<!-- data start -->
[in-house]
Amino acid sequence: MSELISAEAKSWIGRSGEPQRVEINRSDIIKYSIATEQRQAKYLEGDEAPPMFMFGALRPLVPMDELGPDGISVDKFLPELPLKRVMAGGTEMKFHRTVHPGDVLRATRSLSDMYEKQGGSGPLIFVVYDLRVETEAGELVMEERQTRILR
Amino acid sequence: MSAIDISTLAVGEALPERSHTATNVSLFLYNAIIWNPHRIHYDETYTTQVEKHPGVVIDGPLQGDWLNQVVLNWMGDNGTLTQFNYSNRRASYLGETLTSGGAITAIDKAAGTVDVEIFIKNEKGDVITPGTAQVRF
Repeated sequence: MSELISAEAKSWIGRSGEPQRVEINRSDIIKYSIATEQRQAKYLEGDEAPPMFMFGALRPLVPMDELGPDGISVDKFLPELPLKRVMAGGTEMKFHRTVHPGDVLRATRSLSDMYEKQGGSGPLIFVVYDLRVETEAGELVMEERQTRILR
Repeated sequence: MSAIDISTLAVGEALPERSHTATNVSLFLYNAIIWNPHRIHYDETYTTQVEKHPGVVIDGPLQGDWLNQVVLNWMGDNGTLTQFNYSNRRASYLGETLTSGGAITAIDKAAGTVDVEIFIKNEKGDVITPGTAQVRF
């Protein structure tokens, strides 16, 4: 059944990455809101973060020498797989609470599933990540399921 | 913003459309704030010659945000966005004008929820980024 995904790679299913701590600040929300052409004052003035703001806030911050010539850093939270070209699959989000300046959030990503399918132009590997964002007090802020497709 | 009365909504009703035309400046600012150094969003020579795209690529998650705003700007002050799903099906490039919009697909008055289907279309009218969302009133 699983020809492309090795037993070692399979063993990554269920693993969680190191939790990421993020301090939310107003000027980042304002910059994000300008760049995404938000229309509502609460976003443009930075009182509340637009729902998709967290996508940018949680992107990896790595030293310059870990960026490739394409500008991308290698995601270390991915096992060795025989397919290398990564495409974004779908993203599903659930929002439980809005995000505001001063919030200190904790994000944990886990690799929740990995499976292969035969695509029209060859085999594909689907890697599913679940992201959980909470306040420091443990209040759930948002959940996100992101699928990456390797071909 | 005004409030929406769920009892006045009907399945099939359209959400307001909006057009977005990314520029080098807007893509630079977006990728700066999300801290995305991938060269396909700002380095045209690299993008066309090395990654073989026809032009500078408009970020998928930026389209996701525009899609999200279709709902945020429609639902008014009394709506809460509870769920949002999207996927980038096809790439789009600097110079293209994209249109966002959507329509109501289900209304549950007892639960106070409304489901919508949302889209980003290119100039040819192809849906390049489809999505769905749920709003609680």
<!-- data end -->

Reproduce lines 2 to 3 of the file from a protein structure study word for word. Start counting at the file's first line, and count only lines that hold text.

Amino acid sequence: MSELISAEAKSWIGRSGEPQRVEINRSDIIKYSIATEQRQAKYLEGDEAPPMFMFGALRPLVPMDELGPDGISVDKFLPELPLKRVMAGGTEMKFHRTVHPGDVLRATRSLSDMYEKQGGSGPLIFVVYDLRVETEAGELVMEERQTRILR
Amino acid sequence: MSAIDISTLAVGEALPERSHTATNVSLFLYNAIIWNPHRIHYDETYTTQVEKHPGVVIDGPLQGDWLNQVVLNWMGDNGTLTQFNYSNRRASYLGETLTSGGAITAIDKAAGTVDVEIFIKNEKGDVITPGTAQVRF